The flight from Martin State Airport near Baltimore to Frederick Municipal Airport takes Lou and Donna Harris only about half an hour in their single-engine Piper Aztec. But they waited 40 minutes just to take off yesterday because of heavy traffic to Frederick.
The fact that Martin State is in one of the restricted flight areas surrounding Washington only added to the hassle. Lou Harris, who lives near Boston, said he was required to submit his planned flight path to the Federal Aviation Administration, only to have the agency change it at the last minute.
"We're under their complete control at that point," he said. "They kind of sent us around."
Their gripe was echoed by many of the thousands of pilots at the 15th annual fly-in and open house yesterday at the Frederick airport. The event was hosted by the Aircraft Owners and Pilots Association, which has more than 400,000 members nationwide and bills itself as the world's largest general aviation organization.
Phil Boyer, the group's president, said security requirements have become burdensome, especially for pilots who live and fly along the East Coast. The association plans to ask for a reduction in the restrictions for smaller planes.
And incidents such as last month's incursion into the high-security no-fly zone around the White House by two lost pilots from Pennsylvania cause unnecessary worry, he said.
"None of that takes away from the stupidity of the pilot," Boyer said. "These people did not make us proud."
Boyer said he spoke with that pilot, Hayden "Jim" Sheaffer, who is a member of the association, last week. Sheaffer apologized, and both men cried, he said. Boyer warned him not to come to the fly-in yesterday for fear of a potential backlash.
"This is what's on everybody's mind right now," he said, referring to Sheaffer's ill-advised flight.
Sheaffer could not be reached for comment yesterday.
Boyer said several pilots have told him they believe that Sheaffer should be put in jail or have his license suspended forever. During a speech yesterday, Boyer got hearty laughs from the crowd when he held up an aerial photo of the Mall and asked, "Is there any confusion as to whereabout you might be?"
Yet pilots said the rules surrounding the capital's restricted airspace can be cumbersome and confusing. Constant radio contact is required, and flight plans can be altered by the FAA midair.
Despite the hassle, about 180 people signed up yesterday for a workshop that would help them receive clearance to fly into the "D.C. 3": College Park Airport, Potomac Airfield and Washington Executive/Hyde Field airport, all within Washington's high-security zone. To get that clearance, pilots must go through additional training, as well as submit to criminal and FAA background checks.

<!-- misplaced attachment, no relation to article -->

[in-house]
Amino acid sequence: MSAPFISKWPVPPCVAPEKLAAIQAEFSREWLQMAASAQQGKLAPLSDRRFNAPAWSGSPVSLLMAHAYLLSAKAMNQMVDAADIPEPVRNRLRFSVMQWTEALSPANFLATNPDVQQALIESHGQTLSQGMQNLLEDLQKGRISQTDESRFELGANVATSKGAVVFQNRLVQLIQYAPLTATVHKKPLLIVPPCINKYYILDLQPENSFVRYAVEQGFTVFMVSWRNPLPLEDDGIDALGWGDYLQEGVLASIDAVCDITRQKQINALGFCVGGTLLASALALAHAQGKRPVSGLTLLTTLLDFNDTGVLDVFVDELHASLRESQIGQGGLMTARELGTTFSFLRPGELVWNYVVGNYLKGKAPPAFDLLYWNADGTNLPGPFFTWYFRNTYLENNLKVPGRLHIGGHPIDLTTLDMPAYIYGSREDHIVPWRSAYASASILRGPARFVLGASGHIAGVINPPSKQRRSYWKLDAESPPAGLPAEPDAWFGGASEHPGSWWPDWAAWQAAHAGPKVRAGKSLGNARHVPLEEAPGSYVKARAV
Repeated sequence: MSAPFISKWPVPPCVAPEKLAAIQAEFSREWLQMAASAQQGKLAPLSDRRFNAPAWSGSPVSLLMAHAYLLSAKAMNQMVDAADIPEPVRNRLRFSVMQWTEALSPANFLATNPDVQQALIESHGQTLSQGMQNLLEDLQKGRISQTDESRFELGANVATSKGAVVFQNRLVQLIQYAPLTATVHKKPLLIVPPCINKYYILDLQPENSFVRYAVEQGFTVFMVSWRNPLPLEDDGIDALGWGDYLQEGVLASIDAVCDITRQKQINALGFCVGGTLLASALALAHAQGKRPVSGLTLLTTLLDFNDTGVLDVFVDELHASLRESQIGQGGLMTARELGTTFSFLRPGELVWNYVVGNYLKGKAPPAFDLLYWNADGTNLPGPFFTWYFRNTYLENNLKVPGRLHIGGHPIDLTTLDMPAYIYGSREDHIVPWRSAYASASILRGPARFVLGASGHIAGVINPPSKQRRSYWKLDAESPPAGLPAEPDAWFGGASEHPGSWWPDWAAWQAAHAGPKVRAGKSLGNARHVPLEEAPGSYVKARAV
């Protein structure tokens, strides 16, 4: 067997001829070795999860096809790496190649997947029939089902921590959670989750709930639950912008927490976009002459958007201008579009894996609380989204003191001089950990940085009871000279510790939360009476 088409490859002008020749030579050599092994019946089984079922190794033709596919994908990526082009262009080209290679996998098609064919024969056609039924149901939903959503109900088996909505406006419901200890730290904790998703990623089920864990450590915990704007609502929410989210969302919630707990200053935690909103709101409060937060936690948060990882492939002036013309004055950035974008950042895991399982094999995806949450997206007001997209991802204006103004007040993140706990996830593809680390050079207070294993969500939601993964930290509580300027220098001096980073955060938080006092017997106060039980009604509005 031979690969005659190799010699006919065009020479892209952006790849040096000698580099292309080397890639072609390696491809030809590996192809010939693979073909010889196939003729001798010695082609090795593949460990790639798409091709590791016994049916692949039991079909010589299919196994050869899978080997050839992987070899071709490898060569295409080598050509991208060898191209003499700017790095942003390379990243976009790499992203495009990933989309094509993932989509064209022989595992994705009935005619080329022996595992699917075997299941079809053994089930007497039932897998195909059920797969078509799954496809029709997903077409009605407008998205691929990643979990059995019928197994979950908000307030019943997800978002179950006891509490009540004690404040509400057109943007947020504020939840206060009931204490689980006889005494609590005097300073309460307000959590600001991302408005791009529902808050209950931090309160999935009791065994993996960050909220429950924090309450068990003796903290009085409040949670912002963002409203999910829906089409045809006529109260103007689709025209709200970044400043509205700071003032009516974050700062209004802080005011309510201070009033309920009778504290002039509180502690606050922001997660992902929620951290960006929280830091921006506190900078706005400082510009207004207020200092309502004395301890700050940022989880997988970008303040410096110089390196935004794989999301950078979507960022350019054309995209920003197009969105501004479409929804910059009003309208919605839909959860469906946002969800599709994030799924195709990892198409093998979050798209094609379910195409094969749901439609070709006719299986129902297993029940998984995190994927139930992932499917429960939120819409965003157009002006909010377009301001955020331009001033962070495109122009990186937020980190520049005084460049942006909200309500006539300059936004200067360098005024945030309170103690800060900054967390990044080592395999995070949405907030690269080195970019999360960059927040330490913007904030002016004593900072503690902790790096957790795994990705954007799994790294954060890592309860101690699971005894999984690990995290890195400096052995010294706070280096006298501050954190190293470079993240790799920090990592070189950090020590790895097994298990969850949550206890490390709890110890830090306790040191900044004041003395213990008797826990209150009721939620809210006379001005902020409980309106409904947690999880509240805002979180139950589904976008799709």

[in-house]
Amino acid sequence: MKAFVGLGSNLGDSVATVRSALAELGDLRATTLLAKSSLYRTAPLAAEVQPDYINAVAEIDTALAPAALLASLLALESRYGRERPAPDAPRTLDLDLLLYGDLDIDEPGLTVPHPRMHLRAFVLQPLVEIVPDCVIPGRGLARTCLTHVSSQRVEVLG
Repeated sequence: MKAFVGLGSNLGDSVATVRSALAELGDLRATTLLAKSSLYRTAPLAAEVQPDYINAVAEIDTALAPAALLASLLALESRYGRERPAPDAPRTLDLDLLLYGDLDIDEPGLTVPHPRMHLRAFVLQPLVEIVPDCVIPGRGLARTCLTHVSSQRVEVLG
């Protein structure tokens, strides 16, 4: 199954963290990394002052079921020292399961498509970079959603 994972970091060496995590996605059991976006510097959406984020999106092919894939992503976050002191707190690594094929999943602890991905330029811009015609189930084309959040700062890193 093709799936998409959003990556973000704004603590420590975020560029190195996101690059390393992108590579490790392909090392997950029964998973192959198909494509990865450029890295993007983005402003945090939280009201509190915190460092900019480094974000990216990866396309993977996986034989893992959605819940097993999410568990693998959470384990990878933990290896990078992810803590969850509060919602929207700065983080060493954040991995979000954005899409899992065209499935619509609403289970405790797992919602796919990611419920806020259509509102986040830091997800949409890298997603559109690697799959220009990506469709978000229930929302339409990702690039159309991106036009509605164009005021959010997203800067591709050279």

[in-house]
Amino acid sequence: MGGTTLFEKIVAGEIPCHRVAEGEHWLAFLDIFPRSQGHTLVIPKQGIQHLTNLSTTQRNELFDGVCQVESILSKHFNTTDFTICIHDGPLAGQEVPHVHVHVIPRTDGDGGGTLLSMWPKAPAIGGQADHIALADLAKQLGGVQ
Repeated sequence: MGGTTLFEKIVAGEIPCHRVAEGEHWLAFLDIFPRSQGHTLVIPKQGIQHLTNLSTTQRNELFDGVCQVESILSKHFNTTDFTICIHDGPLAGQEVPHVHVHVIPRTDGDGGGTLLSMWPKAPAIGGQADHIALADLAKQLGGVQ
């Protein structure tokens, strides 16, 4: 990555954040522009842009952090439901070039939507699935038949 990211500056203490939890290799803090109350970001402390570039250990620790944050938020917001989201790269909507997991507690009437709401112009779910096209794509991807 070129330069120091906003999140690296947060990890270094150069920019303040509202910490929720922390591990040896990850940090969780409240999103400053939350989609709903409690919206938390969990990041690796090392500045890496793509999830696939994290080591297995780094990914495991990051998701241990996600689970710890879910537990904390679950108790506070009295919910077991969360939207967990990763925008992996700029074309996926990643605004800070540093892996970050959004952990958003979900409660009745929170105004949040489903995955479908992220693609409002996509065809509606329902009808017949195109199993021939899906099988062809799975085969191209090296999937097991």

Pilot Andy Rockefeller of Boston said the inconvenience will be worth it. His daughter moved to Georgetown about a year ago. He now lands at Montgomery County Airpark in Gaithersburg -- right on the edge of the no-fly zone -- when he comes to visit her. That means she must drive 45 minutes to pick him up and 45 minutes to bring him back to his plane.
But once he receives clearance, Rockefeller said, he plans to land at College Park and take Metro into the city.
"This will make life a lot easier," he said.
Boyer said that though pilots frequently grouse about the regulations, they tolerate them because they have a passion for flying.
"It's difficult. It's hard," he said. "But these people get in this for a challenge."
Charlie Beliveau has loved planes since he was a boy. Yesterday, his 7-year-old son, Tom, dashed from one of the several dozen planes on display to the next. Tom had helped his dad fold maps during their flight from West Newberry, Mass. He said he wants to get his own pilot's license as soon as he can so he can travel to Texas to buy a pet armadillo.
Beliveau trailed behind his son, letting him explore the planes on his own. And when Tom escaped his watchful eye by climbing inside an Adam Aircraft A500, Beliveau wasn't worried.
"It's not a bad place to be," he said.